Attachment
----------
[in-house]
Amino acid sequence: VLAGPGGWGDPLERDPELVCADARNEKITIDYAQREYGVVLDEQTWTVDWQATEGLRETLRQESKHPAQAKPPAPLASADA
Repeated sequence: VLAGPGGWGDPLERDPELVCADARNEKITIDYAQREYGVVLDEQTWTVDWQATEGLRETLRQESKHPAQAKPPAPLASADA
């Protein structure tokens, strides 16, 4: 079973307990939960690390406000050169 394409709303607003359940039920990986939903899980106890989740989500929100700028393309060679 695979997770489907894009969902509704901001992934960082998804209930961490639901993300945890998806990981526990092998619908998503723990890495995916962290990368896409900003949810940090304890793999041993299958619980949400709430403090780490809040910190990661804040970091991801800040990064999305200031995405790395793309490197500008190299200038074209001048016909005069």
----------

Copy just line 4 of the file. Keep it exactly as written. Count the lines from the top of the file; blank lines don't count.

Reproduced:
């Protein structure tokens, strides 16, 4: 079973307990939960690390406000050169 394409709303607003359940039920990986939903899980106890989740989500929100700028393309060679 695979997770489907894009969902509704901001992934960082998804209930961490639901993300945890998806990981526990092998619908998503723990890495995916962290990368896409900003949810940090304890793999041993299958619980949400709430403090780490809040910190990661804040970091991801800040990064999305200031995405790395793309490197500008190299200038074209001048016909005069």